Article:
China Perspectives 2010/2

SPECIAL FEATURE

Gao Xingjian and the Role of Chinese Literature Today

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China Perspectives 2010/2

Special Feature

Editorial Page 2

Sebastian Veg

“Without ism,” An Ism for One Man Page 6

Noël Dutrait

Gao Xingjian won the Nobel Prize for Literature in 2000 for his works begun in China in the early 1980s. After moving to France in 1987, he has also written theoretical texts proposing not a major principle or ism, but the opposite, the absence of ism and a “cold” literature, free of all political or ideological influence. He has since had to confront the inherent contradictions between being famous as well as weak and isolated, the latter condition being conducive to producing literature and art in line with his convictions. This article looks at his work through the prism of the absence of ism.

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Historical Reality, Fictional narrative: China in the Frame of Gao Xingjian’s Theatre Page 13

Quah Sy Ren

Gao Xingjian won the Nobel Prize for Literature in 2000 for his works begun in China in the early 1980s. After moving to France in 1987, he has also written theoretical texts proposing not a major principle or ism, but the opposite, the absence of ism and a “cold” literature, free of all political or ideological influence. He has since had to confront the inherent contradictions between being famous as well as weak and isolated, the latter condition being conducive to producing literature and art in line with his convictions. This article looks at his work through the prism of the absence of ism.

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Gao Xingjian: Fiction and Forbidden Memory Page 25

Yinde Zhang

From Soul Mountain to One Man’s Bible, Gao Xingjian’s fiction is committed to a labour of transgressive remembering: excavating minority heritages eclipsed by the dominant culture, protecting individual memory from established historiography, and sounding the dark areas of personal memory, less to indulge in “repentance” than to examine identity. The writing of memory, thanks to fictionalisation, thus comes to resemble an exorcism that makes it possible to defy prohibitions by casting out external and internal demons and by imposing the existential prescription against normative judgement.

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On the Margins of Modernity: A Comparative Study of Gao Xingjian and Ōe Kenzaburō Page 34

Sebastian Veg

Gao Xingjian and Ōe Kenzaburō share an interest in margins that was the basis for a conversation between them in 2006. A closer comparison of Gao Xingjian’s Soul Mountain( Lingshan, 1982-1989) and Ōe Kenzaburō’s The Silent Cry ( Man’en gannen no futtobōru, 1967) also reveals a shared distrust of modernity, and a more precise preference for the margins of local culture. This cultural critique of modernity can be documented in their essays. However, although their respective doubts about modernity and central culture translate into similar formulations of an individual ethics, Ōe does not share Gao’s vision of a detached writer of “cold literature,” but rather continues to explore the political implications of his ethical stance. It is argued that their respective definitions of literature can be viewed as explorations of an alternative form of modernity.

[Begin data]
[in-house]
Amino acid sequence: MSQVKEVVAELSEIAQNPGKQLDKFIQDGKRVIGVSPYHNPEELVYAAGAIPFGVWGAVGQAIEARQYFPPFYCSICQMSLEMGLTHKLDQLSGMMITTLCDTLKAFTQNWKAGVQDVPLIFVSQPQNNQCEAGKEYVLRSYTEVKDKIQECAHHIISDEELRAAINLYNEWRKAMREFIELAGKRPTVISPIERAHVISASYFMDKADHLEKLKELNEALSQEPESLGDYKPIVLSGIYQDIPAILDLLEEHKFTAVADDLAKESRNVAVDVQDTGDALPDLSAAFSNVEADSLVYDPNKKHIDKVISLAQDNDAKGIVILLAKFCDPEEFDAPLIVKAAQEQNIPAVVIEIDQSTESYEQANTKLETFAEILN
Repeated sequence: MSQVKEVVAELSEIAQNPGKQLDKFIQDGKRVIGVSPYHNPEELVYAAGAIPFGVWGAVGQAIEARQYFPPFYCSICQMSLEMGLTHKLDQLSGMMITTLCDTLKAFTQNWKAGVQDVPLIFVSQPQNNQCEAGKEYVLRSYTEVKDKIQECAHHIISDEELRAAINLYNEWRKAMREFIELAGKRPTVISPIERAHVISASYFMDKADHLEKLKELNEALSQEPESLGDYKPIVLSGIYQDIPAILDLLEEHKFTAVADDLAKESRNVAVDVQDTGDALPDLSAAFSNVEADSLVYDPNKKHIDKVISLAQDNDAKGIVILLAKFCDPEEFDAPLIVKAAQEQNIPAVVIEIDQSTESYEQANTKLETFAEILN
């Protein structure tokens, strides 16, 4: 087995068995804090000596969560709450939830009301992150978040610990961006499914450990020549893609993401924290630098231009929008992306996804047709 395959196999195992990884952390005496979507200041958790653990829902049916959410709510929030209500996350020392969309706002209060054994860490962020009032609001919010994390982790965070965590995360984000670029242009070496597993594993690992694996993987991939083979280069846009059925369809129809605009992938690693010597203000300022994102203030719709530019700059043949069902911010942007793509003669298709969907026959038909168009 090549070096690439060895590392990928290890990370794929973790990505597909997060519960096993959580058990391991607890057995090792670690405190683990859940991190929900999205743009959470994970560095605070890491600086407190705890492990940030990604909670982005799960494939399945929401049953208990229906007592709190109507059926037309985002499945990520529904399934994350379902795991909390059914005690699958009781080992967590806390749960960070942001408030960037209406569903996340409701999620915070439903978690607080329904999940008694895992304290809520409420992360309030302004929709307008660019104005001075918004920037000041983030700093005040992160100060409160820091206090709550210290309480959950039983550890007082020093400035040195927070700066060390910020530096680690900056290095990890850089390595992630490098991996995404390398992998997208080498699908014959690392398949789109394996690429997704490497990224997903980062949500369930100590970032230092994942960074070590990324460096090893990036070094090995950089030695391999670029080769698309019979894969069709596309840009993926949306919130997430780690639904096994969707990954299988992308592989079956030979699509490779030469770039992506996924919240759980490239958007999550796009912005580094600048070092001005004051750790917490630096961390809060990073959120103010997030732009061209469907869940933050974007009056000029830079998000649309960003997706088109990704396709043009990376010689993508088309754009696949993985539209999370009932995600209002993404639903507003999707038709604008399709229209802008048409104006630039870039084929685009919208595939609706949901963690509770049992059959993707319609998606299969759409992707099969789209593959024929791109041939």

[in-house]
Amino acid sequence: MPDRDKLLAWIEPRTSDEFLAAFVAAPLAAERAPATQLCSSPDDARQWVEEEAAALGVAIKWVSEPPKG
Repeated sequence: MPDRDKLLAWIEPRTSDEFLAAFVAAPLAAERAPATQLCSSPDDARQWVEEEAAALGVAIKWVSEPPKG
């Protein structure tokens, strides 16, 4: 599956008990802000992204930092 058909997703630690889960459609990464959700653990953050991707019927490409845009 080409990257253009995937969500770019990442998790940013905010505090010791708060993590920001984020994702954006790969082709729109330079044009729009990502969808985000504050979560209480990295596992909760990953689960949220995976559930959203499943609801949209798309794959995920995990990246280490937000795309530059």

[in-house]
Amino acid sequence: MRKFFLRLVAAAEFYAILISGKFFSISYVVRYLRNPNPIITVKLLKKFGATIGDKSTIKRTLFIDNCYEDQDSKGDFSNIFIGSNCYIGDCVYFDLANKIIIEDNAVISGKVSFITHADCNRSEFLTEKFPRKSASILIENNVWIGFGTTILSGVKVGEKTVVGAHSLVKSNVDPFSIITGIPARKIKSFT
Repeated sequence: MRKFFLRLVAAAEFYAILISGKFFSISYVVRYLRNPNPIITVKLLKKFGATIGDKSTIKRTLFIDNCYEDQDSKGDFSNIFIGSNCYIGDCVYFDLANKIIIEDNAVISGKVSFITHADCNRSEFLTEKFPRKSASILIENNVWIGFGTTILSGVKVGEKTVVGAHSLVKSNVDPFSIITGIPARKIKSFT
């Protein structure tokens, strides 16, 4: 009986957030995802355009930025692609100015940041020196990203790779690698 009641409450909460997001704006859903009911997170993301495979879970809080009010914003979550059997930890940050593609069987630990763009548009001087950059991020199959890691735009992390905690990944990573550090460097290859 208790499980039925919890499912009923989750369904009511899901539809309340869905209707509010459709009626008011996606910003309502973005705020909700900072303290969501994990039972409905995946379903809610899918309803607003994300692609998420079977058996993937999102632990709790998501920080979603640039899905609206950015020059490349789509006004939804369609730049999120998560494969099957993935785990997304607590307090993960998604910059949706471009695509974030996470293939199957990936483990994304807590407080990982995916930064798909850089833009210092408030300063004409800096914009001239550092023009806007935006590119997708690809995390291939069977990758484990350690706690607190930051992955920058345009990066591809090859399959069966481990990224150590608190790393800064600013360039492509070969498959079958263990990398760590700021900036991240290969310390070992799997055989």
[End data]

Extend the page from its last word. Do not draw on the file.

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The Aesthetics of Creation Page 47

Gao Xingjian

Articles

In Search of Direction After Two Decades of Local Democratic Experiments in China Page 54

Dong Lisheng

Assessment of the implications of experiments with village committee elections since 1987 has changed. In 2006, direct town elections were categorically forbidden, but in 2008 public nomination and public selection were resumed in Guiyang City for district and deputy municipal leaders. The paper explores the rationale behind the decisions and concludes that a strategic choice is pending within the central leadership.

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Current Affairs

The Two Stages of the Re-education Through Labour SystemFrom Tool of Political Struggle to Means of Social Governance Page 66

Yu Jianrong

Through a retrospective summary of the history of the re-education through labour (RTL) system, the author concludes that the emergence and development of the RTL system can be divided into two stages: its use as a tool of political struggle, and its use as a means of social governance. Although the RTL system has undergone a number of reforms in the wake of social developments, leading to significant changes in its functions and targets, this can be considered adaptation to the varying social requirements of different time periods and changes to its specific tasking, while the intrinsic violation of individual rights by the authorities that underlies this system has never changed. For this reason, although the RTL system remains an effective anomaly, it has lost all legitimate grounds for continued existence.

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China Analysis Page 74

François SchichanThomas Vendryes

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